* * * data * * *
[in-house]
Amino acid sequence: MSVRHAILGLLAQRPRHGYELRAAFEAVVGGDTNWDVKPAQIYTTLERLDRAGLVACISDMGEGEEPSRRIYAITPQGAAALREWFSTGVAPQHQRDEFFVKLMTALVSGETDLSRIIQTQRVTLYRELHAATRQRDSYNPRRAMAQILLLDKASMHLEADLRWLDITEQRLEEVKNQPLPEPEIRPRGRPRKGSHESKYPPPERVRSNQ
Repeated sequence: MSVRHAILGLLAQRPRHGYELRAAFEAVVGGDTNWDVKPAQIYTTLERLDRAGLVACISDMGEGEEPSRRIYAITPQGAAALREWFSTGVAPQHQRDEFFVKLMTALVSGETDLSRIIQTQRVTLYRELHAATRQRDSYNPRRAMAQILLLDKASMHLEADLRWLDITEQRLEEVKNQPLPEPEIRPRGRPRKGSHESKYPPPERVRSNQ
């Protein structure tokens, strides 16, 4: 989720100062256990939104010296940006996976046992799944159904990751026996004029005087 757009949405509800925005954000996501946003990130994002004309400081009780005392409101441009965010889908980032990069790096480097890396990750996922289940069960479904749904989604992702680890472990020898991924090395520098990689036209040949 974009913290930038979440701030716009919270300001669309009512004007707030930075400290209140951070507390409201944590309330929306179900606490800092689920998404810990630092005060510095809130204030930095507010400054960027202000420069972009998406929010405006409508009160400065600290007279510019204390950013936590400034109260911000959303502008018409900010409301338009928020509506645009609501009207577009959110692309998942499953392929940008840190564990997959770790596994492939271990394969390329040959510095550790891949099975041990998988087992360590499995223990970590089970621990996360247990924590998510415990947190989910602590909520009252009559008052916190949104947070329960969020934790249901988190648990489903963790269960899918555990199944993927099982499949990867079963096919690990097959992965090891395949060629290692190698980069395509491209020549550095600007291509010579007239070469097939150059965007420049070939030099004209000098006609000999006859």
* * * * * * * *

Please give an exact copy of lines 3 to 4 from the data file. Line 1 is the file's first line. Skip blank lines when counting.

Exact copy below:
Repeated sequence: MSVRHAILGLLAQRPRHGYELRAAFEAVVGGDTNWDVKPAQIYTTLERLDRAGLVACISDMGEGEEPSRRIYAITPQGAAALREWFSTGVAPQHQRDEFFVKLMTALVSGETDLSRIIQTQRVTLYRELHAATRQRDSYNPRRAMAQILLLDKASMHLEADLRWLDITEQRLEEVKNQPLPEPEIRPRGRPRKGSHESKYPPPERVRSNQ
């Protein structure tokens, strides 16, 4: 989720100062256990939104010296940006996976046992799944159904990751026996004029005087 757009949405509800925005954000996501946003990130994002004309400081009780005392409101441009965010889908980032990069790096480097890396990750996922289940069960479904749904989604992702680890472990020898991924090395520098990689036209040949 974009913290930038979440701030716009919270300001669309009512004007707030930075400290209140951070507390409201944590309330929306179900606490800092689920998404810990630092005060510095809130204030930095507010400054960027202000420069972009998406929010405006409508009160400065600290007279510019204390950013936590400034109260911000959303502008018409900010409301338009928020509506645009609501009207577009959110692309998942499953392929940008840190564990997959770790596994492939271990394969390329040959510095550790891949099975041990998988087992360590499995223990970590089970621990996360247990924590998510415990947190989910602590909520009252009559008052916190949104947070329960969020934790249901988190648990489903963790269960899918555990199944993927099982499949990867079963096919690990097959992965090891395949060629290692190698980069395509491209020549550095600007291509010579007239070469097939150059965007420049070939030099004209000098006609000999006859």